Playboy gets caught with their pants down.

Just reading for the articles.

Playboy (yes, Playboy) has found themselves in an unlikely lawsuit. The company, primarily known for their “visuals,” has been sued by legally blind New Yorker, Donald Nixon. Nixon’s complaint is rooted in the argument that he, and others protected by the American Disabilities Act (ADA), are unable to fully and equally use or enjoy the websites Playboy.com and PlayboyShop.com.

The likelihood that Playboy’s online content will ever be “fully or equally” enjoyable for the visually impaired will remain a subjective issue, but Donald’s grievance is that his screen reading software is not fully functional on the sites. Thus, Playboy’s sites are not ADA compliant. While private businesses are not legally obligated to be ADA compliant, many enterprises are retooling their websites to become accessible to those with impairments.

And in case you didn’t know – this is NOT an isolated incident. Foot Locker, Brooks Brothers, and Kylie Jenner Cosmetics—among other entities, have been embroiled in lawsuits because of their lack of ADA compliance. Inclusion has become a significant hot-button issue with businesses and web developers across the country.

What is ADA web accessibility?

Under the American Disabilities Act, all government websites are legally responsible for being accessible to those with disabilities. For the visually impaired, ADA websites are designed to be compatible with screen readers that audibly dictate the contents of a site. Color blind individuals, require websites that provide enough contrast to ensure that all text is legible. For the hearing impaired, all videos will include captions. Lastly, flashing colors should be avoided to prevent potential seizures.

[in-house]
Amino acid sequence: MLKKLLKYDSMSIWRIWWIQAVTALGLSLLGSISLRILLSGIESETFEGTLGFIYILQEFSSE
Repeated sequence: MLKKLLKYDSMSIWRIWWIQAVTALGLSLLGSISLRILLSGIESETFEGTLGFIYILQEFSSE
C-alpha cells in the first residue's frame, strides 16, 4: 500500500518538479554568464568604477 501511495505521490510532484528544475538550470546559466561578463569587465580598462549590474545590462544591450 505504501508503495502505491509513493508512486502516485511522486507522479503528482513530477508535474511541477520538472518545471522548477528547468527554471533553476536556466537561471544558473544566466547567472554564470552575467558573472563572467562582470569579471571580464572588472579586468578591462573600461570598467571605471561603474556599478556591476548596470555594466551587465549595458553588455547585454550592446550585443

What Satori is doing about it.

Satori is working diligently to ensure our partners’ web presence is ADA compliant—both in the government arena and private sectors. When creating websites, we use the Web Content Accessibility Guidelines (WCAG), the standard endorsed by the Department of Homeland Security for ADA compliance, as our ADA bible. In conjunction, we utilize applications to highlight accessibility problems, and always test the accessibility of our sites.

To many organizations, the task of ADA compliance may seem arduous, expensive, or even unimportant at the time; we cannot emphasize its importance for your site, enough! Save yourself money, time, and legal headaches in the future by investing in this best business practice, now. And together, we can make the internet more accessible for all.

Our final takeaway? For all businesses—Playboy especially, there is more than meets the eye when it comes to ADA compliance.

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